Alex J. Cavanaugh said...

That was really tragic. Two sons gone.

dolorah said...

Pat: thanks for your awesome comments. Its hard to build tension in such an emotional setting. Glad you liked it.

Hilary: the world is full of sadness. Thanks for stopping by.

Sonia: yep, we all hope for a miracle when facing tragedy.

Alex: Yes, it was a tragic scene.

Yolanda Renée said...

That sense of terror when those words are spoken. My 6-month-old disappeared from his bed. At 2 AM my husband woke me to let me know he was gone. I've never forgotten that moment. Your story reminded me. Well done!

My son was found and safe, as we were on the phone with the police. A long story. One day shared.

Welcome back, I look forward to reading more of your fabulous stories!

dolorah said...

Yolanda: glad your son was found safe. What a scary time that must have been. Hope to hear the story someday.

Sally said...

Oh boy! Powerful - to find out through FB, difficult enough anyway but for everybody else to know before you do.... Well done.

Damyanti Biswas said...

This was so heartbreaking.

Won't lie, it's good to have you back. So glad to see you on WEP, and my blog.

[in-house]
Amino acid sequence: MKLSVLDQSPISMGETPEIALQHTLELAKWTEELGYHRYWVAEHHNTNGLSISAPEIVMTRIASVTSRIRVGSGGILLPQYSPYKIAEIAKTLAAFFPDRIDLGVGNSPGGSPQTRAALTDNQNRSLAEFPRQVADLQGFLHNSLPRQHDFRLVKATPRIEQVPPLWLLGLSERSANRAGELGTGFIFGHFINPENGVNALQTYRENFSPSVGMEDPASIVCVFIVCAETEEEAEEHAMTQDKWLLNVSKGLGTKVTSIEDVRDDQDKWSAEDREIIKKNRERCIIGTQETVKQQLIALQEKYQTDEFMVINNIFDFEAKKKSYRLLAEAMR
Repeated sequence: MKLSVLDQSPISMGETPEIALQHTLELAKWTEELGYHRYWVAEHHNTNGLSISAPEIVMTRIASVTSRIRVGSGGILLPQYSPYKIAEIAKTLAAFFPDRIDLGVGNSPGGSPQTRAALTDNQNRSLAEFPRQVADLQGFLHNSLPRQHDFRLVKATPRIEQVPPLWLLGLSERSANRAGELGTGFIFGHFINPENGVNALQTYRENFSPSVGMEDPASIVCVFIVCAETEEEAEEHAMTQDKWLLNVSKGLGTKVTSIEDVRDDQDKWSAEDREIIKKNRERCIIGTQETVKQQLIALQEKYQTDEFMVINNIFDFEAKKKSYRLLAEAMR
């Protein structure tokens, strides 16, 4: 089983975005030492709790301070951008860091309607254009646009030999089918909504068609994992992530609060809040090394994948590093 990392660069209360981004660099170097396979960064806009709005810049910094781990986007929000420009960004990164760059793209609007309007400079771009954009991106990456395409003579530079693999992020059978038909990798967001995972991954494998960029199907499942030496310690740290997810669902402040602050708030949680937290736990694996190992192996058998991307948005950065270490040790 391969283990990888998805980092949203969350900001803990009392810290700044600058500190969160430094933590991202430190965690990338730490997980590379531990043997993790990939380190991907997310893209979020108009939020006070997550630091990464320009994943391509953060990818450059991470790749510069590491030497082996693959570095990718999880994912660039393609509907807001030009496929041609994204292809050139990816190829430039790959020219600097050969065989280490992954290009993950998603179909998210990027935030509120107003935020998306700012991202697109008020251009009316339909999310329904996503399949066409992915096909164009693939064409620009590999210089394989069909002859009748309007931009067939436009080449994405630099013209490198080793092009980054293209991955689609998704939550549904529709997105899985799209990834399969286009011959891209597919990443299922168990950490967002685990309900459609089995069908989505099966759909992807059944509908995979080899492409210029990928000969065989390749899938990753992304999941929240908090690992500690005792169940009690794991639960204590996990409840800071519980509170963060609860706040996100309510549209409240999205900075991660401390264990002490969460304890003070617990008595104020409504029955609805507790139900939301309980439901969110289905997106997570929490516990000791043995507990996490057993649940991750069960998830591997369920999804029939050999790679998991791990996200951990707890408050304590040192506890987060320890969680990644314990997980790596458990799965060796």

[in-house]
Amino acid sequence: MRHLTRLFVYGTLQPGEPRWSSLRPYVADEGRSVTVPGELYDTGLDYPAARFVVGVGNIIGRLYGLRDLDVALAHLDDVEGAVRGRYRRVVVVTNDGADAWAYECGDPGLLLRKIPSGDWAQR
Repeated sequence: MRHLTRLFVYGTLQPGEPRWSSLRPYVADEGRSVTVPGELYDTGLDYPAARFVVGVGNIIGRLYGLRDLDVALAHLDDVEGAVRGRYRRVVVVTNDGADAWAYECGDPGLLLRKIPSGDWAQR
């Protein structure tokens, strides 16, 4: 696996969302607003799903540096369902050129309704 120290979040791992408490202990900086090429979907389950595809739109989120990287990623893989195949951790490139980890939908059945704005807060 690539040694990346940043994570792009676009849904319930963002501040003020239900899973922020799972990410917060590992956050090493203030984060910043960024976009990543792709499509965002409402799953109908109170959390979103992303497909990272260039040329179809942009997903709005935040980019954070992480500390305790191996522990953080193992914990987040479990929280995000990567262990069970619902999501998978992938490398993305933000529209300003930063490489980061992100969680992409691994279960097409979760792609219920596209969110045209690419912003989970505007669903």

Beth Camp said...

This story brought tears to my eyes. What a sense of loss and family you capture in such a short time. No one expects tragedy, yet it comes to all of us. Thank you for writing, being a part of WEP, and sharing this hard tale. I, too, took the darker side of GWTW.

Nick Wilford said...

Beautiful and heartbreaking. A sense of a close family, a close circle, rallying round and hoping for the best. Yet there is no way to prepare for the worst. Great to see you back taking part in WEP.

Hilary Melton-Butcher said...

Hi Donna - congratulations on your Encouragement award ... it was a desperate tale to tell - so sad to lose a child. All the best - Hilary

cleemckenzie said...

Sad ending. Always wish for the best, but sometimes that's just the way things turn out.